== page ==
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Homework Help: Linear Equation (supply and demand line)

  1. Sep 24, 2010 #1
    1. The problem statement, all variables and given/known data


    For a certain commodity the supply equation is given by:

    S = 2p + 5

    At a price of $1, there is a demand for 19 units of the commodity. If the demand equation is linear and the market price is $3, find the demand equation ?

    2. Relevant equations

    3. The attempt at a solution

    I am not sure the steps I have to take to solve this. Can anyone help?

    I know first I would do this:

    At p = 3, S = 2(3) + 5 = 11
  2. jcsd
  3. Sep 24, 2010 #2


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    My economics is quite rusty - actually, inexistent would be a more accurate term - but this is maths so I reckon I can smudge the answer together :smile:

    So we have that [tex]S=2p+5[/tex] and we are trying to find the linear equation of the demand curve, given by [tex]D=ap+b[/tex]. We are searching for the values of a and b to complete the answer.

    It is given that (1,19) satisfies the demand curve, thus, [tex]19=a+b[/tex] (1)
    You accidentally subbed these values into your supply curve.

    When the market price is $3, I think this means that the supply and demand curves are equal? Correct me if I'm wrong here. If this is true, then the curves [tex]S=D[/tex], thus [tex]2p+5=ap+b[/tex] and we're given that at this value, the market price is $3, thus...
  4. Sep 24, 2010 #3
  5. Sep 24, 2010 #4


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    That's another way of doing the problem. My approach was to let the demand line be an equation D=ap+b and then I would find a and b, the solution in that link is to find two points that lie on the demand line and then find the equation of the line between those two points.

    What exactly do you need clarification on because it gave you the entire solution...
  6. Sep 24, 2010 #5


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    Essentially they are just using a formula for a straight line: The equation of a line through [itex](x_0, y_0)[/itex] and [itex](x_1, y_1)[/itex] is given by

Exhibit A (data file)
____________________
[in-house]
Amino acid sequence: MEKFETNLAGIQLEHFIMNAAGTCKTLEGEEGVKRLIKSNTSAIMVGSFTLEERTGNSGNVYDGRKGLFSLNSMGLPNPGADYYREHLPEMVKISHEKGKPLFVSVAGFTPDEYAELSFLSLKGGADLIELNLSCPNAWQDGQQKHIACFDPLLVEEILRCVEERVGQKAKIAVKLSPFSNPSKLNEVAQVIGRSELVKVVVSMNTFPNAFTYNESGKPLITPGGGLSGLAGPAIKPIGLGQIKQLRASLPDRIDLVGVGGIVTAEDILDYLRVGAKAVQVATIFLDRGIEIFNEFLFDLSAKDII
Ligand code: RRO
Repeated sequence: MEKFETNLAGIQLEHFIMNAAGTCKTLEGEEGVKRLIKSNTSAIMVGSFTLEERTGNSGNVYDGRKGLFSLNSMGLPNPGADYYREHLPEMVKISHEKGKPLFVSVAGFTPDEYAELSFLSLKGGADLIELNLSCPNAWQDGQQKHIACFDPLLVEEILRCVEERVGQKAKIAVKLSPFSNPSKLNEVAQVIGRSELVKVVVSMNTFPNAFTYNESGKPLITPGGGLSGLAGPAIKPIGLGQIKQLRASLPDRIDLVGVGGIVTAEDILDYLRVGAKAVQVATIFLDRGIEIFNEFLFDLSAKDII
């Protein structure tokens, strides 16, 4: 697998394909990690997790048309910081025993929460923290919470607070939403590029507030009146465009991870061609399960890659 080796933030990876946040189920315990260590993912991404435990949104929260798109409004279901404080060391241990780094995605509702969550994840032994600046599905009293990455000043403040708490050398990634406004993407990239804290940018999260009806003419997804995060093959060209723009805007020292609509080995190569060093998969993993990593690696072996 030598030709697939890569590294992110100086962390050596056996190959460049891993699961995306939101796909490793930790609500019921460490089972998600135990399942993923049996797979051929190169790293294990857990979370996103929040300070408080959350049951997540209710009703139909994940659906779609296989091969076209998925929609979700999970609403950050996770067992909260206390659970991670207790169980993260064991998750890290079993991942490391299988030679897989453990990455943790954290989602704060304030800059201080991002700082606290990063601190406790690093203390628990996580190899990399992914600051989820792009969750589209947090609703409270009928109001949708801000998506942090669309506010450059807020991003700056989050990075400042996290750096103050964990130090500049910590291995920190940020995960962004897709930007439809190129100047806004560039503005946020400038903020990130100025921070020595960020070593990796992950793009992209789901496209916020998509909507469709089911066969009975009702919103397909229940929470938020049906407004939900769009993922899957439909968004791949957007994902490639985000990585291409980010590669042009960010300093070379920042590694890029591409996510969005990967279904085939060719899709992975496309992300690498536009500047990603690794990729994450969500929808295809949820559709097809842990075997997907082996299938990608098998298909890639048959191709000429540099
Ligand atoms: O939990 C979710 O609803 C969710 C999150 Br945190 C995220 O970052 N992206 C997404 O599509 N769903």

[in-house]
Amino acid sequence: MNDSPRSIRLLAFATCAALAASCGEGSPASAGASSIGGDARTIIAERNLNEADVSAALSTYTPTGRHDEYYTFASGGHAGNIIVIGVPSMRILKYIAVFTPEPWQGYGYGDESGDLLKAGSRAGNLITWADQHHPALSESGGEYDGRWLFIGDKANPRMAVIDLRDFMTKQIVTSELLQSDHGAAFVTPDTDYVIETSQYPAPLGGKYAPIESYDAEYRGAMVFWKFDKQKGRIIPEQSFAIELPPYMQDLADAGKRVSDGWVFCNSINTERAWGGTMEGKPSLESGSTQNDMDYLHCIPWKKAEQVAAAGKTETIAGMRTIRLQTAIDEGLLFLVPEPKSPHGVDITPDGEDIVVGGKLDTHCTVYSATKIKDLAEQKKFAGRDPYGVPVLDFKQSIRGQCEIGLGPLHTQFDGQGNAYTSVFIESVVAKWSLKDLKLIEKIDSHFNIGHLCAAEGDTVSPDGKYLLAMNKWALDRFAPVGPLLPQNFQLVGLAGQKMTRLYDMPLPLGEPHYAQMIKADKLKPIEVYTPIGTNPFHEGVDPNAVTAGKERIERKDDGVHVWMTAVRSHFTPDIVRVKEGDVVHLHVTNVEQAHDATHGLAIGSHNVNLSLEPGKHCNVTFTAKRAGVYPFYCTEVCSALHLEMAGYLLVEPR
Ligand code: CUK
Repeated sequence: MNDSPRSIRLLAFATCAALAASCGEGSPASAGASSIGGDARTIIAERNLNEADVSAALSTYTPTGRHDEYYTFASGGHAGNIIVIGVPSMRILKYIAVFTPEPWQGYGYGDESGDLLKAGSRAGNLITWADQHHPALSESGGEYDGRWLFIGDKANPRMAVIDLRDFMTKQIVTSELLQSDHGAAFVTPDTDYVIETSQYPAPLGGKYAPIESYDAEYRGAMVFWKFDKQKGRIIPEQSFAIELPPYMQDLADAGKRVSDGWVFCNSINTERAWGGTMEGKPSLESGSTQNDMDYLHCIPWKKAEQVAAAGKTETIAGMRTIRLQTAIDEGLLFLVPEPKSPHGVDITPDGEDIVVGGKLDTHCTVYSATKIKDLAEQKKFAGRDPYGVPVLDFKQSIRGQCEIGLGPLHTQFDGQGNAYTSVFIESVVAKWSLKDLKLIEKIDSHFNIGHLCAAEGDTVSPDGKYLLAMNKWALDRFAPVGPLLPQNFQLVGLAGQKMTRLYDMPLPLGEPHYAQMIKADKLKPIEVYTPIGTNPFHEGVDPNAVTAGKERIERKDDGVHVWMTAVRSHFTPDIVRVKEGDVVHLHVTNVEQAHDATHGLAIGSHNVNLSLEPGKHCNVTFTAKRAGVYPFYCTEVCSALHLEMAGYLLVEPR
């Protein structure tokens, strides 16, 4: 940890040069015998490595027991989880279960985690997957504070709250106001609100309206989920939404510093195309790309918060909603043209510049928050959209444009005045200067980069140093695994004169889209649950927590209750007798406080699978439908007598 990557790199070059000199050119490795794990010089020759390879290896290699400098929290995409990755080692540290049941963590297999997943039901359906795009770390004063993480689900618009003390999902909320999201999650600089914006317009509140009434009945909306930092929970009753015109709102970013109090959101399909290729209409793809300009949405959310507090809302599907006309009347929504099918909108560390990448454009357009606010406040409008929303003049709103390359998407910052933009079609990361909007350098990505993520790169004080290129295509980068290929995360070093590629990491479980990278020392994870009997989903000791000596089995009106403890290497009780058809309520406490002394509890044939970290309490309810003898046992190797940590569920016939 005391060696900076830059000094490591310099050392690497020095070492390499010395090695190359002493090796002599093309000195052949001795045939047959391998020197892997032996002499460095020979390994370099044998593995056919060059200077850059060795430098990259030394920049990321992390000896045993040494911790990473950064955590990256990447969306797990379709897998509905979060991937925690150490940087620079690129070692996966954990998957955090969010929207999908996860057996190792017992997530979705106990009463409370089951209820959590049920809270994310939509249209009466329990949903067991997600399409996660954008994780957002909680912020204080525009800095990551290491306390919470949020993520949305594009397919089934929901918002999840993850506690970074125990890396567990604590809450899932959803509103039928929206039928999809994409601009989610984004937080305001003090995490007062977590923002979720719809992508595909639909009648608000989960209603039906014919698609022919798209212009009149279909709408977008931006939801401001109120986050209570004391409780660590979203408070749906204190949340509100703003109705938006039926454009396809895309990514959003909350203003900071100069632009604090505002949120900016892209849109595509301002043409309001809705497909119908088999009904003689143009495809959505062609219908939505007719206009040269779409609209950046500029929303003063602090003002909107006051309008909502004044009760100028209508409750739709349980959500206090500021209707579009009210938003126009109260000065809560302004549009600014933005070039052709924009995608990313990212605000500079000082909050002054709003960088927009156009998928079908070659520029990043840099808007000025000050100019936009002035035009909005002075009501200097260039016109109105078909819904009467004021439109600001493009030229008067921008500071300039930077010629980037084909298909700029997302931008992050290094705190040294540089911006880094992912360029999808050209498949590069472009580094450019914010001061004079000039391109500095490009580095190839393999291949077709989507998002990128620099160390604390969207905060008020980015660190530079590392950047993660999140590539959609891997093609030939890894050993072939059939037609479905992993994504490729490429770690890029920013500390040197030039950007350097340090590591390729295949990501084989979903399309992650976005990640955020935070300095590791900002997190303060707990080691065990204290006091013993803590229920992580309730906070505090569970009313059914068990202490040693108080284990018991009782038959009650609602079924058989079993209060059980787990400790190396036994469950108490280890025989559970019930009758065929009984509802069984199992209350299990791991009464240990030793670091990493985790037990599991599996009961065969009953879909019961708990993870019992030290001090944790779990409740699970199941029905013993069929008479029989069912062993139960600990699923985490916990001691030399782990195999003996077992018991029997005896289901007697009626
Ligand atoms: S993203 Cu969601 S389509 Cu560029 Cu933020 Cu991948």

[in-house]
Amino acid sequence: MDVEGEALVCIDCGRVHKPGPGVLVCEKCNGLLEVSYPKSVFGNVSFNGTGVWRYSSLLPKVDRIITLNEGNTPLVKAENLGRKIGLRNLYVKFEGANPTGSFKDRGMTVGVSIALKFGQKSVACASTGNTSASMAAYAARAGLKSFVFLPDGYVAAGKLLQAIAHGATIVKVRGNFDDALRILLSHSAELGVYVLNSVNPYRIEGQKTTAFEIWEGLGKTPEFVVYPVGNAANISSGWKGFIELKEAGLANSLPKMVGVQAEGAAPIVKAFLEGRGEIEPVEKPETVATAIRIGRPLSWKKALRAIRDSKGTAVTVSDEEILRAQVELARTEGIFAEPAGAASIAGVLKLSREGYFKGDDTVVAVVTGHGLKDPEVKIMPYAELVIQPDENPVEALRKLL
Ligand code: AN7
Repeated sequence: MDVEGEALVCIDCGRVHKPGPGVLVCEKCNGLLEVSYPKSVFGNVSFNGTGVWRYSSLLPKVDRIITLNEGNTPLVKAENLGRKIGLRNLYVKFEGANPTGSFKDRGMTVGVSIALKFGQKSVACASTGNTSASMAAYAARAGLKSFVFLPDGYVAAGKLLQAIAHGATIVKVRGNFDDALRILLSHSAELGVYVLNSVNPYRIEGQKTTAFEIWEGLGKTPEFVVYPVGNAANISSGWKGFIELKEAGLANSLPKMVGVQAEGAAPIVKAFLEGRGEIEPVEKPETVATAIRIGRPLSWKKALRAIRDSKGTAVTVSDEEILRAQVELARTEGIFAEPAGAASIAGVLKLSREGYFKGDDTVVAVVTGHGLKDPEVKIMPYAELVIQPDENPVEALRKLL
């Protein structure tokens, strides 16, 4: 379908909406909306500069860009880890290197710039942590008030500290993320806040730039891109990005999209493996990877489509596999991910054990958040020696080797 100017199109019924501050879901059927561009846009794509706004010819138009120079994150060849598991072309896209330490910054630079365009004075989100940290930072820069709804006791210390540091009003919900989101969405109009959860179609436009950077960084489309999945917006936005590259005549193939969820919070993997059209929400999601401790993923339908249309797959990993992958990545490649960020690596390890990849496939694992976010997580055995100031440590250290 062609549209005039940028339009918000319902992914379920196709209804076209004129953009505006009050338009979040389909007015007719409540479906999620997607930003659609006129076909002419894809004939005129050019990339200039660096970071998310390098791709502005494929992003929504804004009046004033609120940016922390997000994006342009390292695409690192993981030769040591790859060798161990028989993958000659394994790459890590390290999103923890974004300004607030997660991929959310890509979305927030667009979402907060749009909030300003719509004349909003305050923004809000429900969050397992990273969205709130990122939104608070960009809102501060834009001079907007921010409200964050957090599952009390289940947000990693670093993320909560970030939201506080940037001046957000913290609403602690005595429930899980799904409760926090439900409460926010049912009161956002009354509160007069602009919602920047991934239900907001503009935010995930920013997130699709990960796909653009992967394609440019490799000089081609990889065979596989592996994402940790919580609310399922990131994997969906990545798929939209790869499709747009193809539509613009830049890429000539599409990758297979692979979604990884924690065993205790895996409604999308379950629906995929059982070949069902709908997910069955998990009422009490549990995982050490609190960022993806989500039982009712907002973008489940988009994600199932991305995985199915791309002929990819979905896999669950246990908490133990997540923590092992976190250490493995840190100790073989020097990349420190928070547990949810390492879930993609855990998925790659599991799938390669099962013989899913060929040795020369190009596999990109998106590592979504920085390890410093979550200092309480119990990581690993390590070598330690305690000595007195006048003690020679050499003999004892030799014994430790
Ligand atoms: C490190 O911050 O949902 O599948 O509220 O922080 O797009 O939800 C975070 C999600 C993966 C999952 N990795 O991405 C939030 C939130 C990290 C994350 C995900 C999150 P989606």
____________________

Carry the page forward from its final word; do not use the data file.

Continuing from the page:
[tex]y= \frac{y_1- y_0}{x_1- x_0}(x- x_0)+ y_0[/tex]

    You can derive that formula by using the method Mentallic used: any (non-vertical) line can be written as y= ax+ b. If the line goes through [itex](x_0, y_0)[/itex] then we must have [itex]y_0= ax_0+ b[/itex]. If the line also goes through [itex](x_1, y_1)[/itex] then we must also have [itex]y_1= ax_1+ b[/itex]. Subtracting the first equation from the second eliminates b: [itex]y_1- y_0= ax_1- ax_0= a(x_1- x_0)[/itex]. Now divide both sides by [itex]x_1 - x_0[/itex] to get [tex]a= \frac{y_1- y_0}{x_1- x_0}[/tex].
  7. Sep 24, 2010 #6


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    Yeah... I think that's stepping a little out of the range of nukeman's understanding here halls.
  8. Sep 24, 2010 #7
    Im just having a hard time understanding all the steps in that solution.
  9. Sep 24, 2010 #8


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    Ok then, do you understand the steps in my solution?
  10. Sep 24, 2010 #9
    Yes I do, thanks!

    Is there anyway you can explain the steps given in the solution I gave you?

    But thanks for your solution, seems easier :)
  11. Sep 24, 2010 #10


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    Ok that's good to hear :smile:

    Sure thing, it's really the same idea, just once you have the necessary data together they took a different approach to finding the answer.


    and we are told that $3 is the market price which means the supply and demand curve intersect at this point. So S=2(3)+5=11 therefore we have a point (3,11) which lies on the demand line (and on the supply line).
    This is our first point, now we need a second and then we just 'connect the dots' to make a line between them to give us the demand curve. The info also tells us that at the price of $1, the demand is 19 units, so (1,19) also lies on the demand curve.

    These are the two points we needed, now we just formulae and such to find the equation of the curve.

    All I really did was reword their solution... lol...
  12. Sep 24, 2010 #11
    Right.....Think I am getting it now (thank you!)

    Can you show me how they get this answer ( I know, just want to see the steps to make sure I got it)

    answer is: D - 11 = -4 (p-3)

    P.S - Mentallic, REALLY appreciate the help!
  13. Sep 24, 2010 #12


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    Well, can you expand -4(p-3)?
  14. Sep 24, 2010 #13
    HOw? -4p + 3
  15. Sep 24, 2010 #14


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    The rule is a(b+c)=ab+ac
  16. Sep 24, 2010 #15
    So how would you apply that to: -4(p-3) ?
  17. Sep 24, 2010 #16


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    a=-4, b=p, c=-3

    Are you studying economics or mathematics? Because this is elementary maths that is definitely a prerequisite for economics.
  18. Sep 24, 2010 #17

    Been out of school for a while, just starting Math again.

    I knwo I know, im not good at math right now :(
  19. Sep 24, 2010 #18


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    Ahh ok so you're studying maths. Well since you don't remember how to expand, you should definitely start learning basic algebra before you get into coordinate geometry. You can rush through it of course, it will save you time and heartache in the end.
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